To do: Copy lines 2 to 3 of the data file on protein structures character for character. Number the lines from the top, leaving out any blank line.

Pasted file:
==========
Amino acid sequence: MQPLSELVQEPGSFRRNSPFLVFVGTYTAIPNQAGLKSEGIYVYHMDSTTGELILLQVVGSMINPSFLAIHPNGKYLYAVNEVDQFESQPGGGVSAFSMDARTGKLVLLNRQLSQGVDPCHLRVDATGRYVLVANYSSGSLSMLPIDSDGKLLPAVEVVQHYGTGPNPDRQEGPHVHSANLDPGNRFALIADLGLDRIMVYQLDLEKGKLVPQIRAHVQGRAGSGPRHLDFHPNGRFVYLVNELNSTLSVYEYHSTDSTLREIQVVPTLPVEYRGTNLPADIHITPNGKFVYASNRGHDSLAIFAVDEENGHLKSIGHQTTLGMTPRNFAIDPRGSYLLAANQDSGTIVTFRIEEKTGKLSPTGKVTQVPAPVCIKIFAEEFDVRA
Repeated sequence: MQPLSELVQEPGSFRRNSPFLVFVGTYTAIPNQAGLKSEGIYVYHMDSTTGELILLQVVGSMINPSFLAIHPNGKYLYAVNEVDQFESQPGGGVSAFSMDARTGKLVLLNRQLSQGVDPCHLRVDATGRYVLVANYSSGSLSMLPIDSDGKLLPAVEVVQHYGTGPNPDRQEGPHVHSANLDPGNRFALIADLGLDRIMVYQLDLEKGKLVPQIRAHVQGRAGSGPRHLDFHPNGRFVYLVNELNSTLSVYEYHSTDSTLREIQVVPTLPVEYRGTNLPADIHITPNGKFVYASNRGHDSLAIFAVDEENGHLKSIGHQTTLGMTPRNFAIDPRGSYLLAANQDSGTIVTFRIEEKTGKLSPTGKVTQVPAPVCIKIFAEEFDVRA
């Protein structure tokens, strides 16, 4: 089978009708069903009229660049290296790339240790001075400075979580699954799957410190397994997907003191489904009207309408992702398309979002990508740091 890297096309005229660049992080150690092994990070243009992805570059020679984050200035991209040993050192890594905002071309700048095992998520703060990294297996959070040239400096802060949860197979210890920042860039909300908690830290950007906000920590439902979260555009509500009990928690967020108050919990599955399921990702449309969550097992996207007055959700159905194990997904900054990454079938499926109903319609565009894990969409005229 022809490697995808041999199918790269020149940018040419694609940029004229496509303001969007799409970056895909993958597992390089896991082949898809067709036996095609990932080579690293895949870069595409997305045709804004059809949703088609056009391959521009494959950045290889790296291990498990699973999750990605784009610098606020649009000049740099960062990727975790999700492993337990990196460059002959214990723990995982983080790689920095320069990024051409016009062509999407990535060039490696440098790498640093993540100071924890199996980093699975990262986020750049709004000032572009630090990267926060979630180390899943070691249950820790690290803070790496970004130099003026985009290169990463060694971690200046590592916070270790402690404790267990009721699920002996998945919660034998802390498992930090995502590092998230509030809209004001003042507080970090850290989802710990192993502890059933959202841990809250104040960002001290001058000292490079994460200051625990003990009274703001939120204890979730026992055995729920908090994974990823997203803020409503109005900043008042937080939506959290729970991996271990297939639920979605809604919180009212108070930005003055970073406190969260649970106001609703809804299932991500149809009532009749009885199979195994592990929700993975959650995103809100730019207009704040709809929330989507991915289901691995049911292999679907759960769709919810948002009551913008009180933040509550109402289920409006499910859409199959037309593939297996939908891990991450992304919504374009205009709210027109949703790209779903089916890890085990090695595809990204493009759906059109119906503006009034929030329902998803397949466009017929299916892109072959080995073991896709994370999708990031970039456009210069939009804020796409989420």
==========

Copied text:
Repeated sequence: MQPLSELVQEPGSFRRNSPFLVFVGTYTAIPNQAGLKSEGIYVYHMDSTTGELILLQVVGSMINPSFLAIHPNGKYLYAVNEVDQFESQPGGGVSAFSMDARTGKLVLLNRQLSQGVDPCHLRVDATGRYVLVANYSSGSLSMLPIDSDGKLLPAVEVVQHYGTGPNPDRQEGPHVHSANLDPGNRFALIADLGLDRIMVYQLDLEKGKLVPQIRAHVQGRAGSGPRHLDFHPNGRFVYLVNELNSTLSVYEYHSTDSTLREIQVVPTLPVEYRGTNLPADIHITPNGKFVYASNRGHDSLAIFAVDEENGHLKSIGHQTTLGMTPRNFAIDPRGSYLLAANQDSGTIVTFRIEEKTGKLSPTGKVTQVPAPVCIKIFAEEFDVRA
């Protein structure tokens, strides 16, 4: 089978009708069903009229660049290296790339240790001075400075979580699954799957410190397994997907003191489904009207309408992702398309979002990508740091 890297096309005229660049992080150690092994990070243009992805570059020679984050200035991209040993050192890594905002071309700048095992998520703060990294297996959070040239400096802060949860197979210890920042860039909300908690830290950007906000920590439902979260555009509500009990928690967020108050919990599955399921990702449309969550097992996207007055959700159905194990997904900054990454079938499926109903319609565009894990969409005229 022809490697995808041999199918790269020149940018040419694609940029004229496509303001969007799409970056895909993958597992390089896991082949898809067709036996095609990932080579690293895949870069595409997305045709804004059809949703088609056009391959521009494959950045290889790296291990498990699973999750990605784009610098606020649009000049740099960062990727975790999700492993337990990196460059002959214990723990995982983080790689920095320069990024051409016009062509999407990535060039490696440098790498640093993540100071924890199996980093699975990262986020750049709004000032572009630090990267926060979630180390899943070691249950820790690290803070790496970004130099003026985009290169990463060694971690200046590592916070270790402690404790267990009721699920002996998945919660034998802390498992930090995502590092998230509030809209004001003042507080970090850290989802710990192993502890059933959202841990809250104040960002001290001058000292490079994460200051625990003990009274703001939120204890979730026992055995729920908090994974990823997203803020409503109005900043008042937080939506959290729970991996271990297939639920979605809604919180009212108070930005003055970073406190969260649970106001609703809804299932991500149809009532009749009885199979195994592990929700993975959650995103809100730019207009704040709809929330989507991915289901691995049911292999679907759960769709919810948002009551913008009180933040509550109402289920409006499910859409199959037309593939297996939908891990991450992304919504374009205009709210027109949703790209779903089916890890085990090695595809990204493009759906059109119906503006009034929030329902998803397949466009017929299916892109072959080995073991896709994370999708990031970039456009210069939009804020796409989420």